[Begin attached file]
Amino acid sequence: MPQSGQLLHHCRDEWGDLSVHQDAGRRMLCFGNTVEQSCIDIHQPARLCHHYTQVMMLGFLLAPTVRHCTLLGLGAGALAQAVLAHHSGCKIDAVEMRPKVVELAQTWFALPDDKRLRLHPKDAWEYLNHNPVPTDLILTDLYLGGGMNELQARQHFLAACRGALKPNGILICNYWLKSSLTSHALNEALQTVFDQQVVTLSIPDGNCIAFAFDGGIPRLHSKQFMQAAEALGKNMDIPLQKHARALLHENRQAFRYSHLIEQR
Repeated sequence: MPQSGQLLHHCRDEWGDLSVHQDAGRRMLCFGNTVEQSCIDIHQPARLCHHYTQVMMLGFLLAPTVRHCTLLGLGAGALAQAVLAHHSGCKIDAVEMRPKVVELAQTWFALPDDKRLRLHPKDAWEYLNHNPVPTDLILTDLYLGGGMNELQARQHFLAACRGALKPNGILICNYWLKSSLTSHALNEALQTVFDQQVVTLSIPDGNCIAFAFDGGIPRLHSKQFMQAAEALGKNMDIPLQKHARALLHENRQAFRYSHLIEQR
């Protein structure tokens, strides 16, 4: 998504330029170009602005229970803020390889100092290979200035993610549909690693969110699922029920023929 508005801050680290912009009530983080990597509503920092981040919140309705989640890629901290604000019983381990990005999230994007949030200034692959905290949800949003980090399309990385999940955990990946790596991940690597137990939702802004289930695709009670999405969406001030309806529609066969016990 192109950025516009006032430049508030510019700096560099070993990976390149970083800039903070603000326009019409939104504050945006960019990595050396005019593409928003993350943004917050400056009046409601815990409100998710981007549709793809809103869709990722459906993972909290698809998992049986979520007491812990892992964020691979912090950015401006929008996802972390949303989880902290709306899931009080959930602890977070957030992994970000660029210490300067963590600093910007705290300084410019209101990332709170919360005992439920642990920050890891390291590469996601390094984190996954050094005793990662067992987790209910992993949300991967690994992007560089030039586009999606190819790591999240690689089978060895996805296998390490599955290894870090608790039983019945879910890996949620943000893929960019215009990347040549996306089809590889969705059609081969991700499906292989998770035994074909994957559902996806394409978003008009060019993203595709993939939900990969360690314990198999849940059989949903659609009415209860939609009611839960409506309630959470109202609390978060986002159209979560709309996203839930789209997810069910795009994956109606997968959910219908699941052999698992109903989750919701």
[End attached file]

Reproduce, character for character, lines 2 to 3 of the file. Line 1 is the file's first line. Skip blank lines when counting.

Repeated sequence: MPQSGQLLHHCRDEWGDLSVHQDAGRRMLCFGNTVEQSCIDIHQPARLCHHYTQVMMLGFLLAPTVRHCTLLGLGAGALAQAVLAHHSGCKIDAVEMRPKVVELAQTWFALPDDKRLRLHPKDAWEYLNHNPVPTDLILTDLYLGGGMNELQARQHFLAACRGALKPNGILICNYWLKSSLTSHALNEALQTVFDQQVVTLSIPDGNCIAFAFDGGIPRLHSKQFMQAAEALGKNMDIPLQKHARALLHENRQAFRYSHLIEQR
């Protein structure tokens, strides 16, 4: 998504330029170009602005229970803020390889100092290979200035993610549909690693969110699922029920023929 508005801050680290912009009530983080990597509503920092981040919140309705989640890629901290604000019983381990990005999230994007949030200034692959905290949800949003980090399309990385999940955990990946790596991940690597137990939702802004289930695709009670999405969406001030309806529609066969016990 192109950025516009006032430049508030510019700096560099070993990976390149970083800039903070603000326009019409939104504050945006960019990595050396005019593409928003993350943004917050400056009046409601815990409100998710981007549709793809809103869709990722459906993972909290698809998992049986979520007491812990892992964020691979912090950015401006929008996802972390949303989880902290709306899931009080959930602890977070957030992994970000660029210490300067963590600093910007705290300084410019209101990332709170919360005992439920642990920050890891390291590469996601390094984190996954050094005793990662067992987790209910992993949300991967690994992007560089030039586009999606190819790591999240690689089978060895996805296998390490599955290894870090608790039983019945879910890996949620943000893929960019215009990347040549996306089809590889969705059609081969991700499906292989998770035994074909994957559902996806394409978003008009060019993203595709993939939900990969360690314990198999849940059989949903659609009415209860939609009611839960409506309630959470109202609390978060986002159209979560709309996203839930789209997810069910795009994956109606997968959910219908699941052999698992109903989750919701």